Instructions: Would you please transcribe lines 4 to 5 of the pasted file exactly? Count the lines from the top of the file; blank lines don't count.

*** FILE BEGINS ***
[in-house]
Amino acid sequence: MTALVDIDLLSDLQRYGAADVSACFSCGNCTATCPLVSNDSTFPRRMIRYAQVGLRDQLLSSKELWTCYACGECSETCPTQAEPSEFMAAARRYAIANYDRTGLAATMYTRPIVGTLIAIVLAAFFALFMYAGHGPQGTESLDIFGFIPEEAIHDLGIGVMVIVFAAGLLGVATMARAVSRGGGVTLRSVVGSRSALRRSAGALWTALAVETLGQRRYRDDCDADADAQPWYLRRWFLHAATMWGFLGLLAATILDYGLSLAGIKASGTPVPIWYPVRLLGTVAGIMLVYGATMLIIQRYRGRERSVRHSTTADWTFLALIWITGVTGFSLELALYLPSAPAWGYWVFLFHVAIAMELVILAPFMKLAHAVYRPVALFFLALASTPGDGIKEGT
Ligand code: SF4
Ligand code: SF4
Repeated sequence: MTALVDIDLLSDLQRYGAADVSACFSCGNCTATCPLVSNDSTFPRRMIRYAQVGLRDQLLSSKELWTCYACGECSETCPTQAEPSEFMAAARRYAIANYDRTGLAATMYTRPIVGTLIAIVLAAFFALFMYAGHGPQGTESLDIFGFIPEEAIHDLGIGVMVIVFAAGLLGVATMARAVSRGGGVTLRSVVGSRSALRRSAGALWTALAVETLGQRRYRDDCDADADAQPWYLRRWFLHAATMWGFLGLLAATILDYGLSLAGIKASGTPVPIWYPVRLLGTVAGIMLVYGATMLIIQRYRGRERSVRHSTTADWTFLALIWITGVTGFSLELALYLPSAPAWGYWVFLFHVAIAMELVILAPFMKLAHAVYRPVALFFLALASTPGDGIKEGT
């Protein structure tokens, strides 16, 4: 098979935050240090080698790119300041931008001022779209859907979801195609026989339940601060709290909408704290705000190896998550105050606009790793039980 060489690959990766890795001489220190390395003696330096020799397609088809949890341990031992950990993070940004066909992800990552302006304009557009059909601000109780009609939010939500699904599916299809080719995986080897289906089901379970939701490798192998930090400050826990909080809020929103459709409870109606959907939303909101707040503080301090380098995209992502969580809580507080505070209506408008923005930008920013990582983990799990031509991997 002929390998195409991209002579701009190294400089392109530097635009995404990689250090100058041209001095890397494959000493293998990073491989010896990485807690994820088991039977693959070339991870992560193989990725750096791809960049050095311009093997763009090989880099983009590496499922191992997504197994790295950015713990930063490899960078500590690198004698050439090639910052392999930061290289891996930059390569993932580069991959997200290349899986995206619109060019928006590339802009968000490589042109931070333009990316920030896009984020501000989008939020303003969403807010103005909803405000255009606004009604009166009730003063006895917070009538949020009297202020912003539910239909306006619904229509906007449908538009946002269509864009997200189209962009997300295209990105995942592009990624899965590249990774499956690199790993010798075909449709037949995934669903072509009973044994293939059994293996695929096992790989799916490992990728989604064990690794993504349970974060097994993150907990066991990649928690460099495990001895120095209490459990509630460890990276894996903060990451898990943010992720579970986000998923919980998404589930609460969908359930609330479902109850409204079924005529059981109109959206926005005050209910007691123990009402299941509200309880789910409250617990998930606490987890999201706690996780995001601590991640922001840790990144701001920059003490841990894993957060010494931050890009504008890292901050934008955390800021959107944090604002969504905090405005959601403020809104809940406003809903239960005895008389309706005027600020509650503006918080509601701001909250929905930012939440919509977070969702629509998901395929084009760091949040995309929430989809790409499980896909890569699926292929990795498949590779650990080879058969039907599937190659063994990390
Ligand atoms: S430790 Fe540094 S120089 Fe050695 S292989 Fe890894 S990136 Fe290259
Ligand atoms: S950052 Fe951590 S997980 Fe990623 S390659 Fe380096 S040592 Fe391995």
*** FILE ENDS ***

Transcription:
Ligand code: SF4
Repeated sequence: MTALVDIDLLSDLQRYGAADVSACFSCGNCTATCPLVSNDSTFPRRMIRYAQVGLRDQLLSSKELWTCYACGECSETCPTQAEPSEFMAAARRYAIANYDRTGLAATMYTRPIVGTLIAIVLAAFFALFMYAGHGPQGTESLDIFGFIPEEAIHDLGIGVMVIVFAAGLLGVATMARAVSRGGGVTLRSVVGSRSALRRSAGALWTALAVETLGQRRYRDDCDADADAQPWYLRRWFLHAATMWGFLGLLAATILDYGLSLAGIKASGTPVPIWYPVRLLGTVAGIMLVYGATMLIIQRYRGRERSVRHSTTADWTFLALIWITGVTGFSLELALYLPSAPAWGYWVFLFHVAIAMELVILAPFMKLAHAVYRPVALFFLALASTPGDGIKEGT